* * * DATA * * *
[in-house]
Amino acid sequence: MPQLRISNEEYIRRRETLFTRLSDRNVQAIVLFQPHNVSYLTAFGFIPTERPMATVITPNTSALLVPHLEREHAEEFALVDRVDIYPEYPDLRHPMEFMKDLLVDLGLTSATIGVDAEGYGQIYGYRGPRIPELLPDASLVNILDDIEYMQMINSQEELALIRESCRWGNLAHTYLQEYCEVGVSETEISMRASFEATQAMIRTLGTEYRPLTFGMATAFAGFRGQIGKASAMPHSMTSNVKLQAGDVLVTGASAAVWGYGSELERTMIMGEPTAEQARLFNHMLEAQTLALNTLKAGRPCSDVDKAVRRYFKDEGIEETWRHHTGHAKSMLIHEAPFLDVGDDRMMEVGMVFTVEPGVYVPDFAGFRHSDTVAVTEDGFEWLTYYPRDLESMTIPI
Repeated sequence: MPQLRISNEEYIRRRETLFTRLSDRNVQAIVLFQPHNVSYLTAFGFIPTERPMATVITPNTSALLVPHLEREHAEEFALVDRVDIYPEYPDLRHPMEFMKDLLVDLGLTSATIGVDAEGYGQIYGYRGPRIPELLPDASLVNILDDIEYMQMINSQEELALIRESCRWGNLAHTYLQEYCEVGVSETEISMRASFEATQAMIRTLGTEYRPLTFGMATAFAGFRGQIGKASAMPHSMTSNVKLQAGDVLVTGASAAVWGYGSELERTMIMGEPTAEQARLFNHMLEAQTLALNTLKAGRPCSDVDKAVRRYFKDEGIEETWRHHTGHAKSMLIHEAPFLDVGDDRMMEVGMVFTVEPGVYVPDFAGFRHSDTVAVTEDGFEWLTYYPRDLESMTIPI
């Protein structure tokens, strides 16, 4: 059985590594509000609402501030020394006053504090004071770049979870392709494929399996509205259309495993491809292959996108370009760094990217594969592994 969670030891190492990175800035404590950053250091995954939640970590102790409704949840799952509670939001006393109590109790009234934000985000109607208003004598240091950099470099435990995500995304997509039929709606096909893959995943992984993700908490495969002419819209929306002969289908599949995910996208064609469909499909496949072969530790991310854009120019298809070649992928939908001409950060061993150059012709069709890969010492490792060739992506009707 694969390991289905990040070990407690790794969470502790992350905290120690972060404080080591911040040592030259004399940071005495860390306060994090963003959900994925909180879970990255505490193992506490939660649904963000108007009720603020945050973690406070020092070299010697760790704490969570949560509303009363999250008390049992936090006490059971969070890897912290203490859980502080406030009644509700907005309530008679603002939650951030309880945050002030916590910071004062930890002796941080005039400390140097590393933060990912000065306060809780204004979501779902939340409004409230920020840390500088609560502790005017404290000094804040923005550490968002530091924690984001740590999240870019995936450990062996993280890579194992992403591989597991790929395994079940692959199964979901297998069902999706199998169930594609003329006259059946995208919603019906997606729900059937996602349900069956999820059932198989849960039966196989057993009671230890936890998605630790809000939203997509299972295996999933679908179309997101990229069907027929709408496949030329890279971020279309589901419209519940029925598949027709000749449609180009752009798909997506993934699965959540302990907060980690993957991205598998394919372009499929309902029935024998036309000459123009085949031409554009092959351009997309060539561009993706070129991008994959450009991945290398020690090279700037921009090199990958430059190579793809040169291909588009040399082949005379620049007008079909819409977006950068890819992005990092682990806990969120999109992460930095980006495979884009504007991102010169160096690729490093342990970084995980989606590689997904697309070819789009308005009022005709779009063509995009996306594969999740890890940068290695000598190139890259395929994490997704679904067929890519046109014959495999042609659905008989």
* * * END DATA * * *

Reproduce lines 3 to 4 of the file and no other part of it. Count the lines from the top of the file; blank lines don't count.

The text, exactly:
Repeated sequence: MPQLRISNEEYIRRRETLFTRLSDRNVQAIVLFQPHNVSYLTAFGFIPTERPMATVITPNTSALLVPHLEREHAEEFALVDRVDIYPEYPDLRHPMEFMKDLLVDLGLTSATIGVDAEGYGQIYGYRGPRIPELLPDASLVNILDDIEYMQMINSQEELALIRESCRWGNLAHTYLQEYCEVGVSETEISMRASFEATQAMIRTLGTEYRPLTFGMATAFAGFRGQIGKASAMPHSMTSNVKLQAGDVLVTGASAAVWGYGSELERTMIMGEPTAEQARLFNHMLEAQTLALNTLKAGRPCSDVDKAVRRYFKDEGIEETWRHHTGHAKSMLIHEAPFLDVGDDRMMEVGMVFTVEPGVYVPDFAGFRHSDTVAVTEDGFEWLTYYPRDLESMTIPI
């Protein structure tokens, strides 16, 4: 059985590594509000609402501030020394006053504090004071770049979870392709494929399996509205259309495993491809292959996108370009760094990217594969592994 969670030891190492990175800035404590950053250091995954939640970590102790409704949840799952509670939001006393109590109790009234934000985000109607208003004598240091950099470099435990995500995304997509039929709606096909893959995943992984993700908490495969002419819209929306002969289908599949995910996208064609469909499909496949072969530790991310854009120019298809070649992928939908001409950060061993150059012709069709890969010492490792060739992506009707 694969390991289905990040070990407690790794969470502790992350905290120690972060404080080591911040040592030259004399940071005495860390306060994090963003959900994925909180879970990255505490193992506490939660649904963000108007009720603020945050973690406070020092070299010697760790704490969570949560509303009363999250008390049992936090006490059971969070890897912290203490859980502080406030009644509700907005309530008679603002939650951030309880945050002030916590910071004062930890002796941080005039400390140097590393933060990912000065306060809780204004979501779902939340409004409230920020840390500088609560502790005017404290000094804040923005550490968002530091924690984001740590999240870019995936450990062996993280890579194992992403591989597991790929395994079940692959199964979901297998069902999706199998169930594609003329006259059946995208919603019906997606729900059937996602349900069956999820059932198989849960039966196989057993009671230890936890998605630790809000939203997509299972295996999933679908179309997101990229069907027929709408496949030329890279971020279309589901419209519940029925598949027709000749449609180009752009798909997506993934699965959540302990907060980690993957991205598998394919372009499929309902029935024998036309000459123009085949031409554009092959351009997309060539561009993706070129991008994959450009991945290398020690090279700037921009090199990958430059190579793809040169291909588009040399082949005379620049007008079909819409977006950068890819992005990092682990806990969120999109992460930095980006495979884009504007991102010169160096690729490093342990970084995980989606590689997904697309070819789009308005009022005709779009063509995009996306594969999740890890940068290695000598190139890259395929994490997704679904067929890519046109014959495999042609659905008989």